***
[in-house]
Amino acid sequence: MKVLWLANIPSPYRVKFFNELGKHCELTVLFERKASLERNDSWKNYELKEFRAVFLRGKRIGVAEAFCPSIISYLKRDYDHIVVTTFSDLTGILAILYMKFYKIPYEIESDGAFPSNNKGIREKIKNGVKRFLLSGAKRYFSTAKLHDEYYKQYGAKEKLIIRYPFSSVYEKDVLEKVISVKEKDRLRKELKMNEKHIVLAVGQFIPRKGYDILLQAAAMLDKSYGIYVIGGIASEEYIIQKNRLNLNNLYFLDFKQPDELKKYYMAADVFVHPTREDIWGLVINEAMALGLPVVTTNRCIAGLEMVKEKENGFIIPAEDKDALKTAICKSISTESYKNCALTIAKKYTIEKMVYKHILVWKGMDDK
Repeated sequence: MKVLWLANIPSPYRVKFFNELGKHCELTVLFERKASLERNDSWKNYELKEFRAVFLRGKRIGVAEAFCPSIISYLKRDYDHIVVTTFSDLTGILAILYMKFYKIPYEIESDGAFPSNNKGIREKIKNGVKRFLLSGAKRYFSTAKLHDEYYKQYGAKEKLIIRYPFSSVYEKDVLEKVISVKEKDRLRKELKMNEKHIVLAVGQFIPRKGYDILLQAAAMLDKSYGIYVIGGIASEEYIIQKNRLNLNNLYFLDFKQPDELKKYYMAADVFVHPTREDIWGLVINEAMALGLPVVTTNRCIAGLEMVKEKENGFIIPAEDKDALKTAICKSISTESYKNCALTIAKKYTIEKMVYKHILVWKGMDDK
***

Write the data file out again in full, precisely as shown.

[in-house]
Amino acid sequence: MKVLWLANIPSPYRVKFFNELGKHCELTVLFERKASLERNDSWKNYELKEFRAVFLRGKRIGVAEAFCPSIISYLKRDYDHIVVTTFSDLTGILAILYMKFYKIPYEIESDGAFPSNNKGIREKIKNGVKRFLLSGAKRYFSTAKLHDEYYKQYGAKEKLIIRYPFSSVYEKDVLEKVISVKEKDRLRKELKMNEKHIVLAVGQFIPRKGYDILLQAAAMLDKSYGIYVIGGIASEEYIIQKNRLNLNNLYFLDFKQPDELKKYYMAADVFVHPTREDIWGLVINEAMALGLPVVTTNRCIAGLEMVKEKENGFIIPAEDKDALKTAICKSISTESYKNCALTIAKKYTIEKMVYKHILVWKGMDDK
Repeated sequence: MKVLWLANIPSPYRVKFFNELGKHCELTVLFERKASLERNDSWKNYELKEFRAVFLRGKRIGVAEAFCPSIISYLKRDYDHIVVTTFSDLTGILAILYMKFYKIPYEIESDGAFPSNNKGIREKIKNGVKRFLLSGAKRYFSTAKLHDEYYKQYGAKEKLIIRYPFSSVYEKDVLEKVISVKEKDRLRKELKMNEKHIVLAVGQFIPRKGYDILLQAAAMLDKSYGIYVIGGIASEEYIIQKNRLNLNNLYFLDFKQPDELKKYYMAADVFVHPTREDIWGLVINEAMALGLPVVTTNRCIAGLEMVKEKENGFIIPAEDKDALKTAICKSISTESYKNCALTIAKKYTIEKMVYKHILVWKGMDDK